Freddie Mac Agrees to $125 Million Settlement
By David S. Hilzenrath and Kathleen Day
Washington Post Staff Writers
Wednesday, December 10, 2003; 10:47 AM
Mortgage-finance giant Freddie Mac has agreed to pay a $125 million civil fine to settle a federal regulatory inquiry into the company's misreporting of earnings by $5 billion from 2000 to 2002, a regulatory agency said this morning.
The company's board "was complacent and failed to exercise adequate oversight," the Office of Federal Housing Enterprise Oversight (OFHEO) said in statement today accompanying a 185-page report on the results of its probe of the company.
Freddie Mac said in a news release posted on its Web site that it "strongly disagrees" with some of the inquiry's findings. Under the settlement, the McLean-based company neither admitted nor denied wrongdoing.
Freddie Mac "disregarded accounting rules, internal controls, disclosure standards, and ultimately, the public trust in the pursuit of steady earnings growth," OFHEO said.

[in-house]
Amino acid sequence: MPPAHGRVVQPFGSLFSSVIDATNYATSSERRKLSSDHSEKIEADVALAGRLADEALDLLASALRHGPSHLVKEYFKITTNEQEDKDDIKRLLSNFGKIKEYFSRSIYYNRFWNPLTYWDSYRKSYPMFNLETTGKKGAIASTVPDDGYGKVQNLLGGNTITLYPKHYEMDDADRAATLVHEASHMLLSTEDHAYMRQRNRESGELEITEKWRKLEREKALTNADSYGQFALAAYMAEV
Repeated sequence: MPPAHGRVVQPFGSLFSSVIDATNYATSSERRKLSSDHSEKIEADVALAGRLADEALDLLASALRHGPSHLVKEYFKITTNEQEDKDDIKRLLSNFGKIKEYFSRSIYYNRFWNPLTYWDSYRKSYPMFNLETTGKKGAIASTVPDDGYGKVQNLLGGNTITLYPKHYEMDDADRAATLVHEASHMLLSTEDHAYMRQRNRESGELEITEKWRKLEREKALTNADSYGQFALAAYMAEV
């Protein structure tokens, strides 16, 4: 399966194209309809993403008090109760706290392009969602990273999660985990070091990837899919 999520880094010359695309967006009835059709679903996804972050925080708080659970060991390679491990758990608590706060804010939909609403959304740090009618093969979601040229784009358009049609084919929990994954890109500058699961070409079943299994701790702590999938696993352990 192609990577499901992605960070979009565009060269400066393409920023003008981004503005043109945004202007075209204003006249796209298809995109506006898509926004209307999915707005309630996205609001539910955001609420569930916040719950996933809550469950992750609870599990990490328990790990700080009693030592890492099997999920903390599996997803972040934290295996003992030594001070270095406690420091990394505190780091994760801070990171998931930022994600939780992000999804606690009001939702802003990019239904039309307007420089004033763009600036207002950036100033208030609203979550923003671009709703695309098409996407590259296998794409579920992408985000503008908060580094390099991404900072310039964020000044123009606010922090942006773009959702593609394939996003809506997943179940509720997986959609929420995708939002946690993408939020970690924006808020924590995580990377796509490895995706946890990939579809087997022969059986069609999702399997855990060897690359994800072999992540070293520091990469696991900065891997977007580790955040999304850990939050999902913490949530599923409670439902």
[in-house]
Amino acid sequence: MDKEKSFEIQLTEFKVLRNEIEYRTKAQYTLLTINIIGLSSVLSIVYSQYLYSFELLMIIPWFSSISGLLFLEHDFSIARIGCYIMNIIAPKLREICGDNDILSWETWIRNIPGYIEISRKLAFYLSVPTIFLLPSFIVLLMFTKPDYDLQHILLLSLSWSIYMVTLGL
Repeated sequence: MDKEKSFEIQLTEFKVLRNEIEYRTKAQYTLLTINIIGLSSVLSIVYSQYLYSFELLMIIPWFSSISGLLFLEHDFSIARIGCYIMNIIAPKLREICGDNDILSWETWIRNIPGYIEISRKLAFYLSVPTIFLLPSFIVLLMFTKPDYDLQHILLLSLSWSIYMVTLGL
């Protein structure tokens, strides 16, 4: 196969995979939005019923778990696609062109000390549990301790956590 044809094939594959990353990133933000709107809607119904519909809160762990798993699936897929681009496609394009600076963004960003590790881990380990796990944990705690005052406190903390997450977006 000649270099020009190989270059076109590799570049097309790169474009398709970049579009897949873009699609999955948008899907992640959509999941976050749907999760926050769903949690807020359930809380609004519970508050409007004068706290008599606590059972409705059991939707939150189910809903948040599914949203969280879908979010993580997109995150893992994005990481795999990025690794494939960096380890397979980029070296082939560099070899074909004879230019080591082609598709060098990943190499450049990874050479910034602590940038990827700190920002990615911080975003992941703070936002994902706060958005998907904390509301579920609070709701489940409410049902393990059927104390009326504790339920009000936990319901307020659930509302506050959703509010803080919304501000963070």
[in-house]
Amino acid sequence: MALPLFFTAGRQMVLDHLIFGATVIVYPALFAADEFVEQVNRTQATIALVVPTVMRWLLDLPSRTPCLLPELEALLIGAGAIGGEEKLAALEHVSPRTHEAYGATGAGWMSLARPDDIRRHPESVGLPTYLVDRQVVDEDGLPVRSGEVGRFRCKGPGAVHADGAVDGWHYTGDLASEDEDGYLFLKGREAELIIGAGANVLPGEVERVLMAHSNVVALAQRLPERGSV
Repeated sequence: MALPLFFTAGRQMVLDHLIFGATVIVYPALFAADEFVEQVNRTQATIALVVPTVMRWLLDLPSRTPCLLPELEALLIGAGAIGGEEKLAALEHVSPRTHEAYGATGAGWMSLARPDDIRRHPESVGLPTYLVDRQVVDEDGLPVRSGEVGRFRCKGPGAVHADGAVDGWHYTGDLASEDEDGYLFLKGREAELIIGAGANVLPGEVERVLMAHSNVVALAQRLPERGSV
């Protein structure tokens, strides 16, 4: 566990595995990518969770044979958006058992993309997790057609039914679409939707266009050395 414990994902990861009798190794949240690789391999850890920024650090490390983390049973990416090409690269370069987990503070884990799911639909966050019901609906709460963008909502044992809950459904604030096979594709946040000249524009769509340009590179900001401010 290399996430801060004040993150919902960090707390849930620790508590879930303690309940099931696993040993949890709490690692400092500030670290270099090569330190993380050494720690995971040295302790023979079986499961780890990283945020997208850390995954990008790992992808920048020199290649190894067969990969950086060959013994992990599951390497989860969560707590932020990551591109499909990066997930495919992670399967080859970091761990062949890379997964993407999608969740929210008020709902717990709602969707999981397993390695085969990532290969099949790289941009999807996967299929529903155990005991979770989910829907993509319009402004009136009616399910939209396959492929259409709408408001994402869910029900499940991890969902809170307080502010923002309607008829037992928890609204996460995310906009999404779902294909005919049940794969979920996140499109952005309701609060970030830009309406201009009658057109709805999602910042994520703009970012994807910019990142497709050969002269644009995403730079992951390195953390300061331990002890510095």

The company's former managers "exhibited disdain for appropriate disclosure standards," the agency said, adding that the compensation incentives of senior executives contributed to the improper accounting.
The agency recommended a variety of changes at the company, including separating the jobs of chairman and chief executive. Sources say that OFHEO and Freddie Mac have agreed that Richard F. Syron, the company's newly appointed chief executive and chairman, will become executive chairman in three years, at which time Freddie Mac will hire a separate chief executive to serve under him.
"This settlement and the resulting reforms represent an important step toward the goal of restoring the full confidence of our investors and the public," Freddie Mac's current chairman, retired Price Waterhouse head Shaun F. O'Malley, said in the company's statement.
After revelations of accounting irregularities, Freddie Mac had already promised to make its operations more transparent.
The OFHEO report said Freddie Mac's board was informed of management's effort to shift income into future periods "but did not recognize red flags . . . or otherwise failed in its duty to follow up on matters brought to its attention."
The report also said Freddie Mac engineered transactions with little or no economic substance to obtain desired accounting results. Those efforts included "an essentially fictional" $30 billion asset transfer.
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